I Graduated! Plus: Using OAuth2 With Laravel

I can hardly believe it, but bootcamp has come to an end. Not only has it come to an end, but I made it through!!

It has been a long, challenging, and very rewarding journey. There were days where I felt like Superman and days where I felt it would take me weeks to learn a couple simple lines of code.

Using OAuth With Laravel

I haven’t posted in a while as I’ve been swamped trying to make sure I was learning and keeping up with everything, but I wanted to take a second to go over something I learned while working with Laravel during our final group project.

If you are not familiar with Laravel, it is a PHP framework that does a TON of stuff to structure your project and help make things easier.

One particular aspect in which it helps is using OAuth2 in a project.

Laravel can setup authentication easily for traditional login forms for a site, but it can also help when using APIs.

The first thing that has to be done is to use something called “Passport” which is a part of the framework. In order to do this, you have to install Passport using Composer via the terminal:

compser require laravel/passport

After that, you have to add Passport as a service provider in the providers array contained in the app.php file. You just need to type/paste this line in the providers array:


After that, you want to be sure you run the migration feature of Laravel to migrate your database after you’ve registered the provider. Passport automatically makes its own database which will allow it to store clients and access tokens. In the terminal, type:

php artisan migrate

Note that this will run your other migrations as well.

After migration, you need to use passports install command as this will generate secure access tokens. To do this, type the following:

php artisan passport: install

Next, you have to the trait Laravel\Passport\HasApiTokens to your App\User model. This provides helper methods to allow inspection of the user’s token and scopes. Find this portion in the User model and make it match:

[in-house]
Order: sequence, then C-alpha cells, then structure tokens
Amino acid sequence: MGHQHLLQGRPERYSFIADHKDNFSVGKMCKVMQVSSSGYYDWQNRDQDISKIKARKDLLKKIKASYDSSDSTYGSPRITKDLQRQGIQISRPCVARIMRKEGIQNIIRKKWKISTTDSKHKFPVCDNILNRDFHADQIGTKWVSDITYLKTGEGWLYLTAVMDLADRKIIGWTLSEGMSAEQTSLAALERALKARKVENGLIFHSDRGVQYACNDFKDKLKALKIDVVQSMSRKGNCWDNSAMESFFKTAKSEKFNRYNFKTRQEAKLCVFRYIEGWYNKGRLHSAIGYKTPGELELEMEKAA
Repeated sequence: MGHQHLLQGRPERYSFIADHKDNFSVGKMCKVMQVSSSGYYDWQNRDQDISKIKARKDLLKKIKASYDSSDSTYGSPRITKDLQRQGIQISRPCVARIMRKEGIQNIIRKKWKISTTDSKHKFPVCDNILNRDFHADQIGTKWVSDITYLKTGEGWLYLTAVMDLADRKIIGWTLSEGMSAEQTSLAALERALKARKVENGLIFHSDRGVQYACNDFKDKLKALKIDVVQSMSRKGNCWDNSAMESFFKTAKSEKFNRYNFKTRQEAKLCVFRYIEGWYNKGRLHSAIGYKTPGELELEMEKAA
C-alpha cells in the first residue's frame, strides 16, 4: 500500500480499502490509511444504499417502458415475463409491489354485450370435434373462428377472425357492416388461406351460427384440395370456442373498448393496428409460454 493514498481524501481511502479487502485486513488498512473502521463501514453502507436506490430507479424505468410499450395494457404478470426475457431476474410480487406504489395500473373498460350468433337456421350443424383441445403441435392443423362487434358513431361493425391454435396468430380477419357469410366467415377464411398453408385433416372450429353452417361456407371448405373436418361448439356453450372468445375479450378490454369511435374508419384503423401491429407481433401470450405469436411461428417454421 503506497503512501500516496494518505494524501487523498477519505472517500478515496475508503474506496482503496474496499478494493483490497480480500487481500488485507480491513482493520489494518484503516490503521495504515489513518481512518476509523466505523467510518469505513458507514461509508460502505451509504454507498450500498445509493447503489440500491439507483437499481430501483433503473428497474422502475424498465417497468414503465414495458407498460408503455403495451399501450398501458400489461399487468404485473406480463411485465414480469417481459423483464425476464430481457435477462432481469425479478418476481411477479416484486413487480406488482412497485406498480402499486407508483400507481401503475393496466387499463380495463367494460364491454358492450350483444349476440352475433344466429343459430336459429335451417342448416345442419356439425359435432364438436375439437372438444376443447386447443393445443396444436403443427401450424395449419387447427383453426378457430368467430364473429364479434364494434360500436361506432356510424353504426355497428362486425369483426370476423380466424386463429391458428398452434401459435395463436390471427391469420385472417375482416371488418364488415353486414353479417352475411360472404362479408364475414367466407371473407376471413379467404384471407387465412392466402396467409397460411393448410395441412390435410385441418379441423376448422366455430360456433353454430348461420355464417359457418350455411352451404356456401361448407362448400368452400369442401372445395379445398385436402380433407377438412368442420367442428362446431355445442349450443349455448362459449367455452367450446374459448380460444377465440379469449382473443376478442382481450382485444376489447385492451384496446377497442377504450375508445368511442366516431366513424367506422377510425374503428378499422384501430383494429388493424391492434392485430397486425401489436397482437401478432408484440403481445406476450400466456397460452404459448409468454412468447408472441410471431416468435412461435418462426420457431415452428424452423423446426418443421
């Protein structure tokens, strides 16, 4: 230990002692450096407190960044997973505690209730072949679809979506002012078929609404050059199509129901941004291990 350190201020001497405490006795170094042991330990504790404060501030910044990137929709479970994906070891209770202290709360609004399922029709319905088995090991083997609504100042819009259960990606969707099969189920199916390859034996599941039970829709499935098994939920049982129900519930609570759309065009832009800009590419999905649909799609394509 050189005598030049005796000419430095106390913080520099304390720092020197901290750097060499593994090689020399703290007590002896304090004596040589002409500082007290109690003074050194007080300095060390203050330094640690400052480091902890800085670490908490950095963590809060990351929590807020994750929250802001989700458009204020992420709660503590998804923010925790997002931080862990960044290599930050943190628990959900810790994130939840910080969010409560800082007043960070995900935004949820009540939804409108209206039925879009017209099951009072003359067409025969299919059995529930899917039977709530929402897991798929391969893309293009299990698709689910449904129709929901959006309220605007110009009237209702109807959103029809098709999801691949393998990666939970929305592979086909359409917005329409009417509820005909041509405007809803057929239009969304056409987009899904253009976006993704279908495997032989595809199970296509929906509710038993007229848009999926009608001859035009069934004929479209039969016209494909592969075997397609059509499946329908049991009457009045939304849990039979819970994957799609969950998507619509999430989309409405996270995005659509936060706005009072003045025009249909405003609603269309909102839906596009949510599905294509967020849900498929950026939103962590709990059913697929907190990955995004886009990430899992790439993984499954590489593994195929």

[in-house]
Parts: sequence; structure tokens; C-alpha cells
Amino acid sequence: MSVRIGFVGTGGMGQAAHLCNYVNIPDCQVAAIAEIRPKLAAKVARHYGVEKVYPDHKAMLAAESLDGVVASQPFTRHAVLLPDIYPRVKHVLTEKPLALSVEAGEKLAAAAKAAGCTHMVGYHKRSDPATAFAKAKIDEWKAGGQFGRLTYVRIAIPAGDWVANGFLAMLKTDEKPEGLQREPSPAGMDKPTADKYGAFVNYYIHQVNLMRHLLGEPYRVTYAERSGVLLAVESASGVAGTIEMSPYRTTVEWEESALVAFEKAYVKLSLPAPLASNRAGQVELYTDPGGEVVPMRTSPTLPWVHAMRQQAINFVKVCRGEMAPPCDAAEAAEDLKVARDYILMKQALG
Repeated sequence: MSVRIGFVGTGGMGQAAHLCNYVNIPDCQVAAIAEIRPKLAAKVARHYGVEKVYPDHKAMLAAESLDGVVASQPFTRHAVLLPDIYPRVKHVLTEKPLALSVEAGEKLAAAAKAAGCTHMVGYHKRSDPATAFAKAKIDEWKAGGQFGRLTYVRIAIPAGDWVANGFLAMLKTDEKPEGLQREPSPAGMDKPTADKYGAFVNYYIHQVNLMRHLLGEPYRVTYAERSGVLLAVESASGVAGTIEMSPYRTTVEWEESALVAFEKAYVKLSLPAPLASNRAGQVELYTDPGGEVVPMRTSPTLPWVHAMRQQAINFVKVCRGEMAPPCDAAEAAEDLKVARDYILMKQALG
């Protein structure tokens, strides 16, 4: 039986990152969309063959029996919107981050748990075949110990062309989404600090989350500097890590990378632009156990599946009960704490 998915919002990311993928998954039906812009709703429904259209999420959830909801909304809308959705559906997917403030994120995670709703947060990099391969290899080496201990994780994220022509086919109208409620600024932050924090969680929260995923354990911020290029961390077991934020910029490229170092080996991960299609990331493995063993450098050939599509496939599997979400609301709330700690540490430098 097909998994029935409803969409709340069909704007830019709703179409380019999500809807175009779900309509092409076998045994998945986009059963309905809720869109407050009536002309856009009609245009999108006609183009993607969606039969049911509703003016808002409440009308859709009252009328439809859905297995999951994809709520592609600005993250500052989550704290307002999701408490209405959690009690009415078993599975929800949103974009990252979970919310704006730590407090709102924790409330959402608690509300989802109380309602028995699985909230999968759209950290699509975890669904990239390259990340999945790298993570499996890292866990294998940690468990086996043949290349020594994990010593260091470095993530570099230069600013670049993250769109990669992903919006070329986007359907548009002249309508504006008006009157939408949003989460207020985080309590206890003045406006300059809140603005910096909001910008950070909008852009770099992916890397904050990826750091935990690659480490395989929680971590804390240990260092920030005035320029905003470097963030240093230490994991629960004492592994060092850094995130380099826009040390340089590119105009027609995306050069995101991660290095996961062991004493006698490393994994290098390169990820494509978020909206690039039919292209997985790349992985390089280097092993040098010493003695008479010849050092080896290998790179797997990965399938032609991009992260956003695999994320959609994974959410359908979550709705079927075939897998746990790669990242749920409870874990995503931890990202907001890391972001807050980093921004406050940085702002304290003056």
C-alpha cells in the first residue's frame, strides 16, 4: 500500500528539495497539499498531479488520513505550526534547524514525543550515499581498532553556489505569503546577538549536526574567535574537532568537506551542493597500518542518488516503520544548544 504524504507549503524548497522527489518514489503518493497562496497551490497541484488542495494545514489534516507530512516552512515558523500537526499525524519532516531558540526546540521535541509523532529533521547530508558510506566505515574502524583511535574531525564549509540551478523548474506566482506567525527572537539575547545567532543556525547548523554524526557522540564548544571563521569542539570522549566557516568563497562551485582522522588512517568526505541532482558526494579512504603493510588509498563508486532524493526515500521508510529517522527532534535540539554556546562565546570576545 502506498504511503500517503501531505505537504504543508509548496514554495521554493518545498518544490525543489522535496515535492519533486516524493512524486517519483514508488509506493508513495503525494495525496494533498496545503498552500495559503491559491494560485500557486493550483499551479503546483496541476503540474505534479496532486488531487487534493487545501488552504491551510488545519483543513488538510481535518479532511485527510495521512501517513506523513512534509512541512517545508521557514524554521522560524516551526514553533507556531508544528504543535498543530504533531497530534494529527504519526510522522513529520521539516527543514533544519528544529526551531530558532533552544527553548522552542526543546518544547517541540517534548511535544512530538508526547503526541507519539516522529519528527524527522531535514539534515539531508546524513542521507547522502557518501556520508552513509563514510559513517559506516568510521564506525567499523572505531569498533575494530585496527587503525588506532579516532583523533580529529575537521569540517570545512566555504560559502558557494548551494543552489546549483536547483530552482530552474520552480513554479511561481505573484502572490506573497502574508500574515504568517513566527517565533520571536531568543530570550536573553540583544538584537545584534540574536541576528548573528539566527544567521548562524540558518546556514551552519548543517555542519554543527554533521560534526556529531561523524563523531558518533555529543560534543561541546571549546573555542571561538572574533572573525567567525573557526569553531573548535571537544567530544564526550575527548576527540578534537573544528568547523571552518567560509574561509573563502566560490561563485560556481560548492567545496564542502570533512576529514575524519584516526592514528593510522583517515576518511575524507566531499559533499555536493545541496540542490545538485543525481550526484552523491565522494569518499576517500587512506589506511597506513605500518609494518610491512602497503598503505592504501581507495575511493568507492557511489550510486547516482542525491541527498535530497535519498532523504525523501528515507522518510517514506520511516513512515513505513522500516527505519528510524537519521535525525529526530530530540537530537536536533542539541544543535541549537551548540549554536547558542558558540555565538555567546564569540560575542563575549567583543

namespace App;

use Laravel\Passport\HasApiTokens;
use Illuminate\Notifications\Notifiable;
use Illuminate\Foundation\Auth\User as Authenticatable;

class User extends Authenticatable
    use HasApiTokens, Notifiable;

Now you have to call the Passport::routes method contained in the boot method of yoru AuthServiceProvider. This method registers all necessary routes for issuing and revoking tokens, clients, and personal access tokens. Make sure your file matches this:


namespace App\Providers;

use Laravel\Passport\Passport;
use Illuminate\Support\Facades\Gate;
use Illuminate\Foundation\Support\Providers\AuthServiceProvider as ServiceProvider;

class AuthServiceProvider extends ServiceProvider
    * The policy mappings for the application.
    * @var array
    protected $policies = [
        'App\Model' => 'App\Policies\ModelPolicy',

    * Register any authentication / authorization services.
    * @return void
    public function boot()


Lastly, you have to set the driver option of the api authentication guard to passport. This is located in the config/auth.php file. This tells your app to use Passport to authenticate API requests. This section you need to change should look like this:

    'guards' => [
    'web' => [
        'driver' => 'session',
        'provider' => 'users',

    'api' => [
        'driver' => 'passport',
        'provider' => 'users',

At this stage, there are different ways to go about issuing tokens. The simplest way that I’m currently aware of is creating a simple Vue backend area which allows you to easily create keys, which can then be used to get a token.

In order to get started with the Passport Vue components, you have to use this Artisan command:

php artisan vendor:publish --tag=passport-components

This will create Vue components in your resources/assets/js/components directory. You also will need to register the components in your resources/assets/js/app.js file by adding the following:




At this stage you have to run:

npm run dev

That will recompile your assets. You can then place the components into any of your app’s templates and create clients and tokens from that page.